When a crime is committed against us, the assumption is that we will be able to hold the perpetrator accountable to the fullest extent of the law. But, what if we saw the same crime committed against other people, yet perpetrators of the crime were rarely convicted and no justice was served? What if we saw survivors of the same crime treated poorly by the justice system, being shamed, blamed, and disbelieved by law enforcement officers who recorded their reports? What if the crime committed against us wasn’t even legally considered to be a crime?
This is the reality for many survivors of sexual assault and rape. Sexual violence is a serious public health problem in the United States, yet reporting and conviction rates are lower than any other crime. The low rate of conviction, combined with societal disbelief of survivors, and victim shaming and blaming, discourages survivors from reporting sexual crimes committed against them. While there are many reasons a survivor may choose to not report a crime, a commonly cited reason is that they believe the police will not doing anything to help their case. Unfortunately, this belief is based in reality. In some cases, police must tell the survivor that the rape or sexual assault committed against them does not meet the legal criteria of a crime.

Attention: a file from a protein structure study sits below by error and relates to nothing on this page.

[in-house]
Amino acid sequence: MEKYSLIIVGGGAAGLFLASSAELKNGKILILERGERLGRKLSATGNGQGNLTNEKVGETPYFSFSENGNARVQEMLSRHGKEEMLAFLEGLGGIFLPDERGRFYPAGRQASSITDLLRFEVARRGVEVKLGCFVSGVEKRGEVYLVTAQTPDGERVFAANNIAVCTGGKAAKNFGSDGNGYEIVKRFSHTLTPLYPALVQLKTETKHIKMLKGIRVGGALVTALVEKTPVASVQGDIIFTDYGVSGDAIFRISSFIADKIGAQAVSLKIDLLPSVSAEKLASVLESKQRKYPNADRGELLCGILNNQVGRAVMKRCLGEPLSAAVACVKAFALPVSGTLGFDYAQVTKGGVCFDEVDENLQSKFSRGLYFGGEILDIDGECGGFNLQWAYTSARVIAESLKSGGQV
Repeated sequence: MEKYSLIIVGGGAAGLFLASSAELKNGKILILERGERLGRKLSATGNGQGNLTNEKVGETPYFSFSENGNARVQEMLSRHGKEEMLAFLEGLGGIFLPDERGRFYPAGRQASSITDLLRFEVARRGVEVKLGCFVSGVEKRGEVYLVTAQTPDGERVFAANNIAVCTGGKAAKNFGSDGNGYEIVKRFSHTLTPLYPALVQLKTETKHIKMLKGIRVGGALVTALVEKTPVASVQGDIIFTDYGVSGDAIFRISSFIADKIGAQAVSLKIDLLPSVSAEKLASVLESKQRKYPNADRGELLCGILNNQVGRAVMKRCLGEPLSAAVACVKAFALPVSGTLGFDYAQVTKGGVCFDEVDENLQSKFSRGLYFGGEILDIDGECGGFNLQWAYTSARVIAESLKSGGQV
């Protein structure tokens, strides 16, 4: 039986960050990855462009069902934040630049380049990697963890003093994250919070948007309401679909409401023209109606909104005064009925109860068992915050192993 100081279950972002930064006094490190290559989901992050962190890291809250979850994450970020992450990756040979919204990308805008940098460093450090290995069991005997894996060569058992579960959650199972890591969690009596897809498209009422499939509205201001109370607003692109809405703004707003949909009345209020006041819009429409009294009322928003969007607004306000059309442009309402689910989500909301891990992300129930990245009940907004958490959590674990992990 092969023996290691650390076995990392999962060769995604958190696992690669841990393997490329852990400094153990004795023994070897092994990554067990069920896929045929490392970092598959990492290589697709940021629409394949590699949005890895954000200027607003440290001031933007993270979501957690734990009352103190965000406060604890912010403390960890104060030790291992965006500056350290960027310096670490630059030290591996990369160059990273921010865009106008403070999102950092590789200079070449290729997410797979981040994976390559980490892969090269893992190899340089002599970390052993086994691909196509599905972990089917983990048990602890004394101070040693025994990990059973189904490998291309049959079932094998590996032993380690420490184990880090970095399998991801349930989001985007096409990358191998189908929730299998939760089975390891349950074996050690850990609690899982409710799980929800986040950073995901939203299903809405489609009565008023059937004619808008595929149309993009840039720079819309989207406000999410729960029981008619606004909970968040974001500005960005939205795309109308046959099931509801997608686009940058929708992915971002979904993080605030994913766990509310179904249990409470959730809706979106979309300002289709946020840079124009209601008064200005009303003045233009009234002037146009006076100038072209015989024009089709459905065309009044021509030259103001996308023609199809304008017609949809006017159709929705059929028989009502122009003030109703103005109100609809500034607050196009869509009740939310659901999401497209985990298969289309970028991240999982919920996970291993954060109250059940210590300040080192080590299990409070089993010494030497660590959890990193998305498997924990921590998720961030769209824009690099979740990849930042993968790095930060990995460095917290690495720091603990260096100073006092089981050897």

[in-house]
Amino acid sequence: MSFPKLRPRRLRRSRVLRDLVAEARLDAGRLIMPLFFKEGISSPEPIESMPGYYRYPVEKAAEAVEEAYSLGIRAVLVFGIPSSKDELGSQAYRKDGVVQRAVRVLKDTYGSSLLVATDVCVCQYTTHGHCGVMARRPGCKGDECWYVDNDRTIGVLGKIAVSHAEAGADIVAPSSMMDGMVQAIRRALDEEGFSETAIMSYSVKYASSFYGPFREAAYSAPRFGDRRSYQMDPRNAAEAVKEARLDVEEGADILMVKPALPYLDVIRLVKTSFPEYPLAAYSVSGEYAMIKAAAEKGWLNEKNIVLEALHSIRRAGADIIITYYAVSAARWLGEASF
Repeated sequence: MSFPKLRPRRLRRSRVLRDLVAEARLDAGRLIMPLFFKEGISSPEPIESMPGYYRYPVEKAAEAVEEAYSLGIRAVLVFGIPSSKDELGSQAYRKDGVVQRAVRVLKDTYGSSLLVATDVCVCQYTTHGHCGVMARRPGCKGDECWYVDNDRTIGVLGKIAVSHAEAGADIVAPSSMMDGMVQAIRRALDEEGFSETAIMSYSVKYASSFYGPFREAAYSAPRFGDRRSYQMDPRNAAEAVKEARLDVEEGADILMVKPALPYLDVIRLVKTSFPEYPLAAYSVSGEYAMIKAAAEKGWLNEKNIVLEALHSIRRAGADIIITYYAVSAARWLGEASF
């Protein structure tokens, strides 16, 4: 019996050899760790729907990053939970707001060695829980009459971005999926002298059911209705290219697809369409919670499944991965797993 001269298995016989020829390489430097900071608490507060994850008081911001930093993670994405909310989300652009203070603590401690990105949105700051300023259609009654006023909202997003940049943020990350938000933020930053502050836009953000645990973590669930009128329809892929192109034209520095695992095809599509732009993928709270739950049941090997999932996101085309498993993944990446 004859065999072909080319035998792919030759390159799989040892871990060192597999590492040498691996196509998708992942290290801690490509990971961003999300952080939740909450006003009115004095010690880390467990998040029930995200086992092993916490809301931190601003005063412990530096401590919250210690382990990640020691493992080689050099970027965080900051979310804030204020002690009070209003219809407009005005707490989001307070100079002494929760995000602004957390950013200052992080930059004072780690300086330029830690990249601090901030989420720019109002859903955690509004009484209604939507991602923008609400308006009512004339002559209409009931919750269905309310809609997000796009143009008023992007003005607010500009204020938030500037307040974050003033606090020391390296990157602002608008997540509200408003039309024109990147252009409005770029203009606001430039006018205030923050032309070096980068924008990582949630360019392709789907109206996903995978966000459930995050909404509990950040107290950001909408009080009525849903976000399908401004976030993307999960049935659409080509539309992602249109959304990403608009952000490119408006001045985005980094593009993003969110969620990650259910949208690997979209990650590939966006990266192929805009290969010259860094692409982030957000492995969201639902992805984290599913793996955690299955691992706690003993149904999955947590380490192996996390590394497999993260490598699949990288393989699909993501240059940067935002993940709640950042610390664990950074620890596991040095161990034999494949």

The #MeToo era brought the conversation about sexual violence into the public eye and encouraged more survivors to come forward and report their cases. Yet, with our current laws in North Carolina, we cannot ensure that anything will be done about these reports. How do we further encourage survivors to report crimes, without risk of re-traumatization, when the conviction rate for rape and sexual assault in North Carolina is less than one in four? Or, when legislation does not recognize survivors’ experiences as rape or sexual assault? Unfortunately, not all survivors of sexual violence are protected under North Carolina’s general statutes. The general statutes are not adequate to protect survivors of sexual violence and they increase the risk of re-traumatizing survivors since a successful court case is unlikely.